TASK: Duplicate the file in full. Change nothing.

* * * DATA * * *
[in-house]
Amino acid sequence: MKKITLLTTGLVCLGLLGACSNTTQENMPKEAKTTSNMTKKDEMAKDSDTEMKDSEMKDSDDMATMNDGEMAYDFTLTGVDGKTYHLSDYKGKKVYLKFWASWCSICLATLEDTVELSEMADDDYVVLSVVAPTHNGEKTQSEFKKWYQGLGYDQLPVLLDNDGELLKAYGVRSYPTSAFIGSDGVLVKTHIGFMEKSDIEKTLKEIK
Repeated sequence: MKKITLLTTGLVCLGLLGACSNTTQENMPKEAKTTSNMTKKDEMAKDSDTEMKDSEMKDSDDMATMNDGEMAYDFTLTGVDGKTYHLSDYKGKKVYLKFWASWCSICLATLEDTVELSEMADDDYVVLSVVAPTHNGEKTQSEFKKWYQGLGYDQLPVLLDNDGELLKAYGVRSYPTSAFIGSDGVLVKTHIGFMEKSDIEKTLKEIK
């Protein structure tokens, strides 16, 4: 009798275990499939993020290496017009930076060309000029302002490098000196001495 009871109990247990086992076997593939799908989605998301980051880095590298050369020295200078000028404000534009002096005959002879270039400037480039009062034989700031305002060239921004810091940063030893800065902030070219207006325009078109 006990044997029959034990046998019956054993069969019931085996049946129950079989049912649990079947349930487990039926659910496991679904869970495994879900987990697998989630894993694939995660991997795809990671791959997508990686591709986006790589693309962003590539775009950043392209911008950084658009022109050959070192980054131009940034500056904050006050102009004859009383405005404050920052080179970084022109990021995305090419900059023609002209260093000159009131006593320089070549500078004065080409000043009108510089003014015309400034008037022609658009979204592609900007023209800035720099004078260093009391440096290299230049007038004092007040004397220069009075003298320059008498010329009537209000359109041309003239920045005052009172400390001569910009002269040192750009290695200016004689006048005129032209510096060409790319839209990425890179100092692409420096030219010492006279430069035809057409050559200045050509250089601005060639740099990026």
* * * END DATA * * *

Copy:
[in-house]
Amino acid sequence: MKKITLLTTGLVCLGLLGACSNTTQENMPKEAKTTSNMTKKDEMAKDSDTEMKDSEMKDSDDMATMNDGEMAYDFTLTGVDGKTYHLSDYKGKKVYLKFWASWCSICLATLEDTVELSEMADDDYVVLSVVAPTHNGEKTQSEFKKWYQGLGYDQLPVLLDNDGELLKAYGVRSYPTSAFIGSDGVLVKTHIGFMEKSDIEKTLKEIK
Repeated sequence: MKKITLLTTGLVCLGLLGACSNTTQENMPKEAKTTSNMTKKDEMAKDSDTEMKDSEMKDSDDMATMNDGEMAYDFTLTGVDGKTYHLSDYKGKKVYLKFWASWCSICLATLEDTVELSEMADDDYVVLSVVAPTHNGEKTQSEFKKWYQGLGYDQLPVLLDNDGELLKAYGVRSYPTSAFIGSDGVLVKTHIGFMEKSDIEKTLKEIK
């Protein structure tokens, strides 16, 4: 009798275990499939993020290496017009930076060309000029302002490098000196001495 009871109990247990086992076997593939799908989605998301980051880095590298050369020295200078000028404000534009002096005959002879270039400037480039009062034989700031305002060239921004810091940063030893800065902030070219207006325009078109 006990044997029959034990046998019956054993069969019931085996049946129950079989049912649990079947349930487990039926659910496991679904869970495994879900987990697998989630894993694939995660991997795809990671791959997508990686591709986006790589693309962003590539775009950043392209911008950084658009022109050959070192980054131009940034500056904050006050102009004859009383405005404050920052080179970084022109990021995305090419900059023609002209260093000159009131006593320089070549500078004065080409000043009108510089003014015309400034008037022609658009979204592609900007023209800035720099004078260093009391440096290299230049007038004092007040004397220069009075003298320059008498010329009537209000359109041309003239920045005052009172400390001569910009002269040192750009290695200016004689006048005129032209510096060409790319839209990425890179100092692409420096030219010492006279430069035809057409050559200045050509250089601005060639740099990026």